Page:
“The Jazz Photography Issue” features an interview with today’s most eminent jazz portrait photographer Carol Friedman, news from Michael Cuscuna about newly released Francis Wolff photos, as well as archived interviews with William Gottlieb, Herman Leonard, Lee Tanner, a piece on Milt Hinton, a new edition of photos from Veryl Oakland, and much more…

Interview

photo by Michael Lionstar
In a wide-ranging interview, Nate Chinen, former New York Times jazz critic and currently the director of editorial content for WBGO (Jazz) Radio, talks about his book Playing Changes: Jazz for the New Century,, described by Herbie Hancock as a “fascinating read” that shows Chinen’s “firm support of the music

Short Fiction

photo by Alysa Bajenaru
"Crossing the Ribbon" by Linnea Kellar is the winning story of the 51st Jerry Jazz Musician Short Fiction Contest

Poetry

photo of Stan Getz by Veryl Oakland
Seventeen poets contribute to the Summer, 2019 collection of jazz poetry reflecting an array of energy, emotion and improvisation

“What are 4 or 5 of your all-time favorite Blue Note albums?”

"What are 4 or 5 of your all-time favorite Blue Note albums?"
Dianne Reeves, Nate Chinen, Gary Giddins, Michael Cuscuna, Eliane Elias and Ashley Kahn are among the 12 writers, musicians, and music executives who list and write about their favorite Blue Note albums

Pressed for All Time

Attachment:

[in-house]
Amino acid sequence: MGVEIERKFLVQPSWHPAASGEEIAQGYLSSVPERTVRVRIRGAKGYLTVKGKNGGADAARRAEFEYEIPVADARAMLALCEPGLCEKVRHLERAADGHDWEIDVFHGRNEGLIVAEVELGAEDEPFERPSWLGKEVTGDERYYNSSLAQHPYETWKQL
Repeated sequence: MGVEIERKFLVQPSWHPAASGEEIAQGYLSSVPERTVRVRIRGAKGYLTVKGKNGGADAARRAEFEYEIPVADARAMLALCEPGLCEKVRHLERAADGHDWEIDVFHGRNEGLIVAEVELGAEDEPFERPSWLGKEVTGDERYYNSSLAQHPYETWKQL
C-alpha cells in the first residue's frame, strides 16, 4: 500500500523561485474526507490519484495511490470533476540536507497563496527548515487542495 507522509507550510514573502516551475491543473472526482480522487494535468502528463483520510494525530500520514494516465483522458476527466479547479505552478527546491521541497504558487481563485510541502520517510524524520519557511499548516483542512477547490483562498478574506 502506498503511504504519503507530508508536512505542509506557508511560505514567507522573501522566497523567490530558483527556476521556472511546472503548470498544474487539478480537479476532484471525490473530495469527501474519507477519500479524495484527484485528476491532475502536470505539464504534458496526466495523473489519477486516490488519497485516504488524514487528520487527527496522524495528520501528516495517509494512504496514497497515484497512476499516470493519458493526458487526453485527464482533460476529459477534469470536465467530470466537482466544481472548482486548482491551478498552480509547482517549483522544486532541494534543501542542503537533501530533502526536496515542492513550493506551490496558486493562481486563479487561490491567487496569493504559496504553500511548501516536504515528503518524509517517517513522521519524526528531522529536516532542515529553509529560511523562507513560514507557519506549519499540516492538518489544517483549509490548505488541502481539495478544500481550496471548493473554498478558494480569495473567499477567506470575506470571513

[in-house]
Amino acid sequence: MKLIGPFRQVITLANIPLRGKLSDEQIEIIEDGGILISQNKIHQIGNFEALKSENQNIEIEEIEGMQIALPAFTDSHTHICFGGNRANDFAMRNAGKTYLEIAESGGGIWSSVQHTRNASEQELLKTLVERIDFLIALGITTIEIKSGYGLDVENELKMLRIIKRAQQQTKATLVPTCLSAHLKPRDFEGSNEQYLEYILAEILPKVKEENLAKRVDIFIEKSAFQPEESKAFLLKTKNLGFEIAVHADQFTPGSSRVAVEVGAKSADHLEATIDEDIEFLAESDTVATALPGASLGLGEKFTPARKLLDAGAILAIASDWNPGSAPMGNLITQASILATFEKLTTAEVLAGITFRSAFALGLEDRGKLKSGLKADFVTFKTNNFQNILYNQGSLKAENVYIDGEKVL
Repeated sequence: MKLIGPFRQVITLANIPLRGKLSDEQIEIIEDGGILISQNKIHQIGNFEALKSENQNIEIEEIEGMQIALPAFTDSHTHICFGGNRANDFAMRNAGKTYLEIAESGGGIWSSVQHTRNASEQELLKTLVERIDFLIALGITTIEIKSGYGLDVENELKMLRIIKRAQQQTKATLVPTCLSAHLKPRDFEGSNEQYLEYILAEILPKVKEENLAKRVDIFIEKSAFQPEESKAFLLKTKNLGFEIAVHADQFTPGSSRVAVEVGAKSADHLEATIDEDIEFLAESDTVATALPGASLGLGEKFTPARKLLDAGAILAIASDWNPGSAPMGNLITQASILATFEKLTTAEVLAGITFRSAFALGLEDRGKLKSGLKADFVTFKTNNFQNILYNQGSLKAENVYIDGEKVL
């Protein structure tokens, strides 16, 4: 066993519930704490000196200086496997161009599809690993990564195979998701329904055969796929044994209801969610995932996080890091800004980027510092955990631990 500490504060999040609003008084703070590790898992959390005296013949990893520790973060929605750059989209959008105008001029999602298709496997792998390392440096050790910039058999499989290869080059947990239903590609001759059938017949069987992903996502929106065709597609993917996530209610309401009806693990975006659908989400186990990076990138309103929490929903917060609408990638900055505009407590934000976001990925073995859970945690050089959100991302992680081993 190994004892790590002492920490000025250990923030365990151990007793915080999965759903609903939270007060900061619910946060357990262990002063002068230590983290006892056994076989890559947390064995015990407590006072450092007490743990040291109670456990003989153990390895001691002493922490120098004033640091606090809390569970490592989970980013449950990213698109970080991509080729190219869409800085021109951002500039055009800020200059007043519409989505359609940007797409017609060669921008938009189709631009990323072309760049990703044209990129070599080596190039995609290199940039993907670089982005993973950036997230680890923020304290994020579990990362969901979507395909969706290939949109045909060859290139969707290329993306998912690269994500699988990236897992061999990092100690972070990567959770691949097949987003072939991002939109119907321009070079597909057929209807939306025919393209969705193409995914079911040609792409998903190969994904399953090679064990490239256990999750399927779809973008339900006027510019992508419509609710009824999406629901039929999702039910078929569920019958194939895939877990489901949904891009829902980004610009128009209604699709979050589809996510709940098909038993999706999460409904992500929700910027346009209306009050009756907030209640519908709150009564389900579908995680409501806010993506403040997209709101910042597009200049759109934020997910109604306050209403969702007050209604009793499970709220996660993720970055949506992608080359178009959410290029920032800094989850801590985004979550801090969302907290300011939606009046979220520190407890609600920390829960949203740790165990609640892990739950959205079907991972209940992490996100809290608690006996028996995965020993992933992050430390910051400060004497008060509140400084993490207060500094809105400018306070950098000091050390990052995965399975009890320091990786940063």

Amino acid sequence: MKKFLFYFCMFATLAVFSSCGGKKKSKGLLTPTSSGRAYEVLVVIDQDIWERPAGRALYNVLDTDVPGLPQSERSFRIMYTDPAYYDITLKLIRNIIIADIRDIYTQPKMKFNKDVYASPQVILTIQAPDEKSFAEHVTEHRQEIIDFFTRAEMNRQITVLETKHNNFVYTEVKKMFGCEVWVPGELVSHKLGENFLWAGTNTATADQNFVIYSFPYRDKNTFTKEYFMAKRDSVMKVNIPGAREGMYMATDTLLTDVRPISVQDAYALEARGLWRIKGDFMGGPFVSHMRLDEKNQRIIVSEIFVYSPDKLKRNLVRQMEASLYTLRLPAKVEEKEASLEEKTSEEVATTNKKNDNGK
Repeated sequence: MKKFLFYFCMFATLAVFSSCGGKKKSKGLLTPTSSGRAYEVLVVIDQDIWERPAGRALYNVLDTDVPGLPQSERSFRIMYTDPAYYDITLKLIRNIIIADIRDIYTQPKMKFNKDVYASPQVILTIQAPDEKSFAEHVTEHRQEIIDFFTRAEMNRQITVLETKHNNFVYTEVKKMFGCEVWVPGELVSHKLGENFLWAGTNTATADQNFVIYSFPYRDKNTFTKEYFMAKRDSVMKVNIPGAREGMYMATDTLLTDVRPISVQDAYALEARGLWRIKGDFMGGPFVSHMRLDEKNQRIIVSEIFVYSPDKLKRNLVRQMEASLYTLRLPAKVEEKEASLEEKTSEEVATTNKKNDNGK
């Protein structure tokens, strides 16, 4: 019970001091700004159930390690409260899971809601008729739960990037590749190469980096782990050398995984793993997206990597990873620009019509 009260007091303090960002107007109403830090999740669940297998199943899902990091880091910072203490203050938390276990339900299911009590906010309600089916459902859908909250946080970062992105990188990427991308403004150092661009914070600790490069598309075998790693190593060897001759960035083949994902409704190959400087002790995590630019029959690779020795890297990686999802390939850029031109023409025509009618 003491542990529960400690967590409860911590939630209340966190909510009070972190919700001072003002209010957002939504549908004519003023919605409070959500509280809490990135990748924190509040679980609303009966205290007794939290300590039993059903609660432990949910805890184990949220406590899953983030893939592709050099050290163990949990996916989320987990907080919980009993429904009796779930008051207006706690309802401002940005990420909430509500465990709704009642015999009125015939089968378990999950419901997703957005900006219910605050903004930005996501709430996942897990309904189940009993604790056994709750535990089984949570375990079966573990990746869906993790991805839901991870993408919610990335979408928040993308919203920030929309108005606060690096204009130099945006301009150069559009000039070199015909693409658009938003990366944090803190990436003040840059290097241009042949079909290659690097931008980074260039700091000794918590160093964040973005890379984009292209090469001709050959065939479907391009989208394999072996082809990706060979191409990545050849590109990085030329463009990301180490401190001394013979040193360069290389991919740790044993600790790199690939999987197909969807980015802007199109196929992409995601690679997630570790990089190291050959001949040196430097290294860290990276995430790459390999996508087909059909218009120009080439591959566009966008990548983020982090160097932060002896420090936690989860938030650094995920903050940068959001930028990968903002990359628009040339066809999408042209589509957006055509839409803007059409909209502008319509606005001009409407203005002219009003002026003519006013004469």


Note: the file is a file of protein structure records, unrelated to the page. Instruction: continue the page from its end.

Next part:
Pressed for All Time
In an excerpt from his book Pressed for All Time, Michael Jarrett interviews producer John Snyder about the experience of working with Ornette Coleman at the time of his 1977 album Dancing in Your Head

Art

"Dreaming of Bird at Billy Bergs" - by Charles Ingham
“Charles Ingham’s Jazz Narratives” — a continuing series

Poetry

Painting of John Coltrane by Tim Hussey
“broken embouchure” — a poem by M.T. Whitington

Art

photo of Chet Baker by Veryl Oakland

Jerry Jazz Musician regularly publishes a series of posts featuring excerpts of the photography and stories/captions found in Jazz in Available Light by Veryl Oakland. In this edition, Mr. Oakland's photographs and stories feature Yusef Lateef and Chet Baker

Interviews

photo by Francis Wolff, courtesy of Mosaic Records
Maxine Gordon, author of Sophisticated Giant: The Life and Legacy of Dexter Gordon, discusses her late husband’s complex, fascinating life.

Poetry

photo from Pixabay
“The Fibonacci Quartet Plays Improv” — a poem by Gerard Furey

Short Fiction

photo by Gerd Altmann
“In Herzegovina, near the Town of Gorjad,” a story by Nick Sweeney, was a finalist in our recently concluded 51st Short Fiction Contest.

In the previous issue

Michael Cuscuna
Michael Cuscuna, Mosaic Records co-founder, is interviewed about his successful career as a jazz producer, discographer, and entrepreneur...

Contributing writers

Site Archive